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Six  Factors Causing Supply Chain Strain
Six  Factors Causing Supply Chain Strain
Six  Factors Causing Supply Chain Strain
Six  Factors Causing Supply Chain Strain
Six  Factors Causing Supply Chain Strain

Six Factors Causing Supply Chain Strain

Nov. 19, 2021
Risks include port backlogs, cyber risks and truck driver shortages.

According to FM Global, a commercial property insurer, these are  six facets of the current supply chain crisis that exemplify threats to business resilience:

1. COVID-19 – The pandemic has disrupted demand (as consumers have hunkered down) and product supply (as factories have suspended production), setting up a bullwhip effect of supply and demand mismatches.

Takeaway: Although the pandemic triggered supply chain problems, other contributors are the proliferation of chip-based products and intensification of demand, which aren’t going away.

2. Cyber risk – A May cyber-attack on the Colonial Pipeline disrupted U.S. fuel supply for less than a week but revealed the soft underbelly of modern supply chains – that is, tight integration with digital systems that will intensify with the arrival of 5G broadband cellular networks.

Takeaway: Cybercrime has become big business and a geopolitical flashpoint, making cybersecurity an integral part of business strategy. Cyber security requires vigilance, intelligence, employee training, advanced technology and international diplomacy.

3. Port backlog – Goldman Sachs has estimated that US$24 billion of goods have been lingering outside of California ports alone as ocean-shipped goods have accumulated faster than workers can move them along.

Takeaway: Unfortunately, there are no assurances that backlogs and elevated shipping costs won’t linger through the middle of next year or longer.

4. Truck driver shortage – Many countries of the world lack enough truck drivers to move the goods that are backlogged in ports and elsewhere. At last reckoning, 20% of Eurasia’s road transport driving jobs were unfilled, according to the International Road Transport Union, and an estimated 80,000 truck driving jobs were unfilled in the U.S., according to the American Trucking Associations.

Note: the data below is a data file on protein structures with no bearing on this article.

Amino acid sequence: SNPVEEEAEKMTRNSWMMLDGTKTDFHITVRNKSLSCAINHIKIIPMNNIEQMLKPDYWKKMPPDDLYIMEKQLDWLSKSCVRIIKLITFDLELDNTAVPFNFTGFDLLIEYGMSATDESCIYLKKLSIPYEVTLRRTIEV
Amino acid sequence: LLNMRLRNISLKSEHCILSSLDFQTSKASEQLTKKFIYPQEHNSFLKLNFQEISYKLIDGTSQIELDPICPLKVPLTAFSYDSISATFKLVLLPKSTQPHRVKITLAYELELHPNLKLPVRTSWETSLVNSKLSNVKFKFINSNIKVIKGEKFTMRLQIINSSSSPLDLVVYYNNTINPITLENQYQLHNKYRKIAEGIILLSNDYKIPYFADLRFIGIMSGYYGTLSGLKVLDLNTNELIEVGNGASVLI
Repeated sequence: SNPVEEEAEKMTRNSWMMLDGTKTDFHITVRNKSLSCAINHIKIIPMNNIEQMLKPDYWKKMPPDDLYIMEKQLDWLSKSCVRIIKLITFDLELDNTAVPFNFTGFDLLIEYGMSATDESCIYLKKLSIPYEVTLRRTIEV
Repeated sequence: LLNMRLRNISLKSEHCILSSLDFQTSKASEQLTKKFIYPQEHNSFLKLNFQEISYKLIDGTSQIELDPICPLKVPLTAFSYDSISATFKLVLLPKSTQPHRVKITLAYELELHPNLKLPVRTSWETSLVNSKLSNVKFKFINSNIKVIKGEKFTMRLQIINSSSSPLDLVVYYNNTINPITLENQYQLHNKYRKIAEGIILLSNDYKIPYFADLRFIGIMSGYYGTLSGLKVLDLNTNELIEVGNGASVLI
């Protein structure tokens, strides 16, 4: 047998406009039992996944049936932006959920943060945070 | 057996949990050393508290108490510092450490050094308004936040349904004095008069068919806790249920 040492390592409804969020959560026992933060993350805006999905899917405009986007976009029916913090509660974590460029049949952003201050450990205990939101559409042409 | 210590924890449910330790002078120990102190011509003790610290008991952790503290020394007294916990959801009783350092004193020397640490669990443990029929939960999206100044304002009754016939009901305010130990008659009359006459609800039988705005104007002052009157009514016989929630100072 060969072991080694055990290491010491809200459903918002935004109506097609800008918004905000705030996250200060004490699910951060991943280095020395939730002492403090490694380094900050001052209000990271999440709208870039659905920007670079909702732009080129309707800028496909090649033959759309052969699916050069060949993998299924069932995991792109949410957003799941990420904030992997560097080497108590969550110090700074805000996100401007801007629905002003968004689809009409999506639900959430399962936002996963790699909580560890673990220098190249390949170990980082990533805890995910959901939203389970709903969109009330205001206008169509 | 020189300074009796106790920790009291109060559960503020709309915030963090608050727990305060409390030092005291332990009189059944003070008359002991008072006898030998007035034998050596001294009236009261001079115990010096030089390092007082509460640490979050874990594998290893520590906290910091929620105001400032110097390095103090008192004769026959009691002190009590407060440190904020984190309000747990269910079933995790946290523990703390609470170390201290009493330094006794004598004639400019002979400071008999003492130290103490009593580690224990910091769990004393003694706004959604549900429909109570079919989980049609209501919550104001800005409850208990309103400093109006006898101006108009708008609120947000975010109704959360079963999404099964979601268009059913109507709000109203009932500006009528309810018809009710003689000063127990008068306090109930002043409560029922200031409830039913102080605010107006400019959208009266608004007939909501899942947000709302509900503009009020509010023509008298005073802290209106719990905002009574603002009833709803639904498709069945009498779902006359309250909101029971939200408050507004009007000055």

Takeaway: This shortage will strengthen the case for autonomous-vehicle development and for lowering the interstate truck-driving age.

5. Deadly floods – Deluges in China and Europe have destroyed communities, severed railway links, and disrupted manufacturing.

Takeaway: Although no single weather event can be conclusively attributed to a changing climate, flooding is a well-documented effect of warming temperatures and a growing risk to business.

6. Chip shortage – The pandemic closed factories and triggered a surge in technology demand, tension that was exacerbated by severe weather, shipping backlogs, and stockpiling. The shortage has affected auto, gaming, smartphone, and medical device manufacturing, among many other industries, and is expected to extend as far as 2023 or beyond.

Takeaway: This shortage looks familiar. Chip booms and busts have been common throughout the technology’s history and are likely to recur in the future.

“These and other factors contribute to the global supply chain strain, and each business should evaluate the potential implications on their company,” said FM Global’s Doug Backes, vice president and manager, staff claims. 

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